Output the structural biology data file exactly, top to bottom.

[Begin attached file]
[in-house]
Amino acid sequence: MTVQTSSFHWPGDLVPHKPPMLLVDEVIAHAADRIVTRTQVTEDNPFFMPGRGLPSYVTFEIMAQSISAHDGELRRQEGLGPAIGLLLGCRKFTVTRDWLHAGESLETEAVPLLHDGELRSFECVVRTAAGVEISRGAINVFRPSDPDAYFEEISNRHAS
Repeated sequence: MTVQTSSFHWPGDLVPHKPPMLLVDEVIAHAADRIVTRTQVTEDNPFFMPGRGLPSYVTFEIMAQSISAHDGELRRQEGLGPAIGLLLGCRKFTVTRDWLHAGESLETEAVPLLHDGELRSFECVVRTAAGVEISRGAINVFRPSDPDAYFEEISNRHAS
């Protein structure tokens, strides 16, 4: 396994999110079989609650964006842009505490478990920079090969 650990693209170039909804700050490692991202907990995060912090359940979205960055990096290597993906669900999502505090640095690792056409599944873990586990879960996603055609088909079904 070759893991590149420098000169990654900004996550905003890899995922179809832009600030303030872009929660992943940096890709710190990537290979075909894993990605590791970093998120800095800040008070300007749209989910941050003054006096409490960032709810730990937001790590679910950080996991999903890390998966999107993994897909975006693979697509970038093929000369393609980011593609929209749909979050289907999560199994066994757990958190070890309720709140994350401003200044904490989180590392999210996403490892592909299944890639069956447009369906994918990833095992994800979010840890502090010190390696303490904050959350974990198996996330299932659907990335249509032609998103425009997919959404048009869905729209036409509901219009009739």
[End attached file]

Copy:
[in-house]
Amino acid sequence: MTVQTSSFHWPGDLVPHKPPMLLVDEVIAHAADRIVTRTQVTEDNPFFMPGRGLPSYVTFEIMAQSISAHDGELRRQEGLGPAIGLLLGCRKFTVTRDWLHAGESLETEAVPLLHDGELRSFECVVRTAAGVEISRGAINVFRPSDPDAYFEEISNRHAS
Repeated sequence: MTVQTSSFHWPGDLVPHKPPMLLVDEVIAHAADRIVTRTQVTEDNPFFMPGRGLPSYVTFEIMAQSISAHDGELRRQEGLGPAIGLLLGCRKFTVTRDWLHAGESLETEAVPLLHDGELRSFECVVRTAAGVEISRGAINVFRPSDPDAYFEEISNRHAS
């Protein structure tokens, strides 16, 4: 396994999110079989609650964006842009505490478990920079090969 650990693209170039909804700050490692991202907990995060912090359940979205960055990096290597993906669900999502505090640095690792056409599944873990586990879960996603055609088909079904 070759893991590149420098000169990654900004996550905003890899995922179809832009600030303030872009929660992943940096890709710190990537290979075909894993990605590791970093998120800095800040008070300007749209989910941050003054006096409490960032709810730990937001790590679910950080996991999903890390998966999107993994897909975006693979697509970038093929000369393609980011593609929209749909979050289907999560199994066994757990958190070890309720709140994350401003200044904490989180590392999210996403490892592909299944890639069956447009369906994918990833095992994800979010840890502090010190390696303490904050959350974990198996996330299932659907990335249509032609998103425009997919959404048009869905729209036409509901219009009739």